Preliminary Investigations on Original Sin

Wednesday, June 30, 2004



I received an email yesterday from a Muslim who happened across my blog and she asked me to explain original sin. I have touched on the subject in my article entitles The Mystery of Suffering, but I realized I should probably create a permanent entry devoted to the subject.

For a detailed explanation of the Church teaching on Original Sin, I would refer the reader to The Catechism on the Fall, and caution that the preceding section on the dignity of humanity ought to be read to give the teaching proper context.

Since I label myself "progressive", there will likely be some readers who hope of expect that I will challenge the Church teaching on original sin. I will challenge what I believe are misrepresentations of the doctrine, but I ultimately believe that the doctrine expresses a deep and irrefutable truth about the human condition.

Basically, in my own words, the doctrine says that we are born in a state of separation from God. We inherit "guilt" for the sin of the first people on earth. We need God to do something to remove this state in order to be saved. Many people have problems understanding this doctrine, so I will attempt to deal with it in a sort of Q&A format to clear up some misconceptions.

How do we know that original sin exists?

A moral theology teacher of mine once said that the existence of evil may be the only religious truth in all of the world that can be empirically verified. I concur with this. In life, sh*t happens that doesn't make sense to us, and strikes us as unjust, unfair, and simply wrong. Sometimes, sh*t seems to come from nature. Other times, it is another person who does sh*t to us. Other times, we do sh*tty things that we would not like done to us to someone else.

The existence of evil in the world is the empirical basis for original sin, and unless you can honestly say that you have never once violated your own conscience in all of your life, you have your evidence that original sin is a reality.

How is it fair that we inherit some sort of guilt for the sins of our first parents?

The guilt for original sin is not solely a personal guilt. It is a collective guilt.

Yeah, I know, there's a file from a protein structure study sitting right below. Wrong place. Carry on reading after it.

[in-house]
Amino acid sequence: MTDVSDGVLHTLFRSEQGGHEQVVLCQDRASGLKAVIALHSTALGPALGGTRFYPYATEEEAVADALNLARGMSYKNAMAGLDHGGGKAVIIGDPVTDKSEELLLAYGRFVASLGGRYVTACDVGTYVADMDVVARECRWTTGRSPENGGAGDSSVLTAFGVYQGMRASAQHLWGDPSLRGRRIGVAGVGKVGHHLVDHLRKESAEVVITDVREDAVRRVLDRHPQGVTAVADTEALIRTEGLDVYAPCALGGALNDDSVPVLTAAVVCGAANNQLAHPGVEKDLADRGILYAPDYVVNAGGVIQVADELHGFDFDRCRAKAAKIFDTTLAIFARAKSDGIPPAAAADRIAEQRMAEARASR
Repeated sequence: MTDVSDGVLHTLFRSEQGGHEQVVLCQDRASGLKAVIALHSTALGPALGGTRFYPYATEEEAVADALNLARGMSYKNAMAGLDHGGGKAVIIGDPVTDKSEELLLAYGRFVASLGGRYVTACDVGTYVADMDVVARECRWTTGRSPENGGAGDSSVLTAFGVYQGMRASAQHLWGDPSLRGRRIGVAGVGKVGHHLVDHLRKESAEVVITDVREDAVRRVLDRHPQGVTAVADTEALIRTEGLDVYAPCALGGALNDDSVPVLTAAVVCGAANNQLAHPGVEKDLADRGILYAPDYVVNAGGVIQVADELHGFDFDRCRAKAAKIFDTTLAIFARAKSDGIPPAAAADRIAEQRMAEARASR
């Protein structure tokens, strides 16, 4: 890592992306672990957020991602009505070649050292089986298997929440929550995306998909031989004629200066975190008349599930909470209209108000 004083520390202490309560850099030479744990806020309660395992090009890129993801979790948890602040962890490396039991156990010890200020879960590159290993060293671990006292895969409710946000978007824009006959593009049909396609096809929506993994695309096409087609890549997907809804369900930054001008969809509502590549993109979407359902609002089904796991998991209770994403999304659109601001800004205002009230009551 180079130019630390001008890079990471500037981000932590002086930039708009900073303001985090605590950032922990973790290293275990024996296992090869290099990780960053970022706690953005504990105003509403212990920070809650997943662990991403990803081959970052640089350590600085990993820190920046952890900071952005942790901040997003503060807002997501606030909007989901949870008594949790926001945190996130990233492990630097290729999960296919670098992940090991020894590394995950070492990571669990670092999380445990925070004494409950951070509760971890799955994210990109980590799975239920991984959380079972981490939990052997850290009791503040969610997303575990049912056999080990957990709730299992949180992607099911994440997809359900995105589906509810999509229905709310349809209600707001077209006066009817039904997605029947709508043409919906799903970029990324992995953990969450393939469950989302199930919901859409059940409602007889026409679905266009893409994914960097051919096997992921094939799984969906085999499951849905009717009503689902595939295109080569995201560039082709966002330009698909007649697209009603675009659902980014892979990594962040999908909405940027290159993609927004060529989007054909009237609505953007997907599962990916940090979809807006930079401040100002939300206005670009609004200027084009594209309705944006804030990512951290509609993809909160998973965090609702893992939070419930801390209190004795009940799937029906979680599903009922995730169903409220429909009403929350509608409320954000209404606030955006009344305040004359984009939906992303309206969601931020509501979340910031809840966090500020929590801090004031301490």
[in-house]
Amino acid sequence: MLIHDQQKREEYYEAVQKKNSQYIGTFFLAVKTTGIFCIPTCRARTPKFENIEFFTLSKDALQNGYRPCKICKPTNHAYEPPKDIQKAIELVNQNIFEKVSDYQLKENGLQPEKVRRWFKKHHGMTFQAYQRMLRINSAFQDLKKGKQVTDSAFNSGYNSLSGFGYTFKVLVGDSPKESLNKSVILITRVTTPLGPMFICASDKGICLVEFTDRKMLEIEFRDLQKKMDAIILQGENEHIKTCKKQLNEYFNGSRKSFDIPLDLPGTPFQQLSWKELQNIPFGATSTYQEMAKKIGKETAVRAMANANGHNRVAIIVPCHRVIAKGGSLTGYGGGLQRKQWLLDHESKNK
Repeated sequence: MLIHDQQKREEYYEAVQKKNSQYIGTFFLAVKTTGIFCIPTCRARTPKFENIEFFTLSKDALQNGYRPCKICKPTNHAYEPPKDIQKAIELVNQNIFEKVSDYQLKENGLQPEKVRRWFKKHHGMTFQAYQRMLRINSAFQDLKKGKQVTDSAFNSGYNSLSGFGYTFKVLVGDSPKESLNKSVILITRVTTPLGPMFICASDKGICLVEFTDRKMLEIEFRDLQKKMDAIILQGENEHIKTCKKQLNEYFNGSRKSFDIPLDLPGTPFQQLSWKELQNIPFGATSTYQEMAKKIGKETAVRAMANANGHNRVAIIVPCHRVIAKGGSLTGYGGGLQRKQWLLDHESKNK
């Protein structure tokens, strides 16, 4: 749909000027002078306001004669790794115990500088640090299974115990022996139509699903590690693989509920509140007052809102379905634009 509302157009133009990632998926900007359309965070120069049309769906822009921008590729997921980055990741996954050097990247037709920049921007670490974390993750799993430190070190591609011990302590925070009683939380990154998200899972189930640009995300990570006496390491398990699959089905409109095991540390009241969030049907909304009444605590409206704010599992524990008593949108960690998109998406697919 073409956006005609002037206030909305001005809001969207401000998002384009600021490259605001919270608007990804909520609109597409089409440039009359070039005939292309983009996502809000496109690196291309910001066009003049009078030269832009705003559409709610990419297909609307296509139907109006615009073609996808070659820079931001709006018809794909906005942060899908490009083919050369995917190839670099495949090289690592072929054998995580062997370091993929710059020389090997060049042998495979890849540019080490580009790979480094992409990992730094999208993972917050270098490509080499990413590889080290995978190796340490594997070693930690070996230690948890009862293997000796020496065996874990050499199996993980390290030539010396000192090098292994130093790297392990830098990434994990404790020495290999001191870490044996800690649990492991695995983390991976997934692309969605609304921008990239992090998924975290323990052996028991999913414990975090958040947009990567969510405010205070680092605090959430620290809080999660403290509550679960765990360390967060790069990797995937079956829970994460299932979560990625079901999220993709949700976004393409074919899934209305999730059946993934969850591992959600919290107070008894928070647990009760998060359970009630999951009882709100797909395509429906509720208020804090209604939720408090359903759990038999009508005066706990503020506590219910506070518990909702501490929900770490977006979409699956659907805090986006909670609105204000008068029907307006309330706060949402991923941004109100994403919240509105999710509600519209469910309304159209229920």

this doesn't mean that original sin is an equivalent term for social sin. Social sin, such as racism, is a result of original sin, but not identical to original sin.

Imagine yourself as an artist for a moment. You paint your best piece of work ever and stand back to enjoy it. Suddenly, a wind blows through the window and knocks the painting onto a candle burning a the very center of the painting. The effects only effects the exact center of the painting, but the entire painting is made imperfect. The edges are made imperfect along with the center of the work.

God is an artist who created a perfect universe, and the center of God's work was humanity. The height of God's creativity was a being who possessed freedom. If any human being abuses that freedom, it mars the perfection of God's whole work. Yet, without the freedom to abuse the gift of choice, the work isn't as beautiful either.

When sin entered the created order, God's creation was marred. Sin sent ripples throughout all of creation. Interestingly, the Catechism traces the Fall not to Adam and Eve, but to the angels who fell before them. Human sin does not only effect humans. It effects creation, which is obvious when we look at the havoc we wreak on the environment. Our sin effects distant planets and unseen realities.

The good news is that the resurrection of Christ reveals God's power over the greatest evil imaginable - death. God has revealed in Christ his power to repair the effects of original sin. If we simply place our trust in the God revealed in Christ and follow him, we will be saved!

Does belief in original sin mean I need to take the Book of Genesis literally?